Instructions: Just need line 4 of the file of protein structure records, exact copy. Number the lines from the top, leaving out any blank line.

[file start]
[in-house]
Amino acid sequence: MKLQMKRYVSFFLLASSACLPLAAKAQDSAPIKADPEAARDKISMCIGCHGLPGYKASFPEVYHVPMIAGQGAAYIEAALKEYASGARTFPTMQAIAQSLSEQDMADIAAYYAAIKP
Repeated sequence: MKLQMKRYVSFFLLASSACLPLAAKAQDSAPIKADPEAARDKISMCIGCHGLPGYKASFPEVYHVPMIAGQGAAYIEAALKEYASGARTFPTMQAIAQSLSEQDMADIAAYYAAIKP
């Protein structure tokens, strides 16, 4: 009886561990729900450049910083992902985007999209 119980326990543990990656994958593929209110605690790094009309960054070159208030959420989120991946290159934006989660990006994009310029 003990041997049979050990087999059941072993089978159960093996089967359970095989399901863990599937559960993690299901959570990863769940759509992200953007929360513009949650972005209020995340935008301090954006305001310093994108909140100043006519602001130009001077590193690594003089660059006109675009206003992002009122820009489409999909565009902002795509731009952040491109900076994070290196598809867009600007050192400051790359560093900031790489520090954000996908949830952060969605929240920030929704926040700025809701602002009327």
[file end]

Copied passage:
């Protein structure tokens, strides 16, 4: 009886561990729900450049910083992902985007999209 119980326990543990990656994958593929209110605690790094009309960054070159208030959420989120991946290159934006989660990006994009310029 003990041997049979050990087999059941072993089978159960093996089967359970095989399901863990599937559960993690299901959570990863769940759509992200953007929360513009949650972005209020995340935008301090954006305001310093994108909140100043006519602001130009001077590193690594003089660059006109675009206003992002009122820009489409999909565009902002795509731009952040491109900076994070290196598809867009600007050192400051790359560093900031790489520090954000996908949830952060969605929240920030929704926040700025809701602002009327």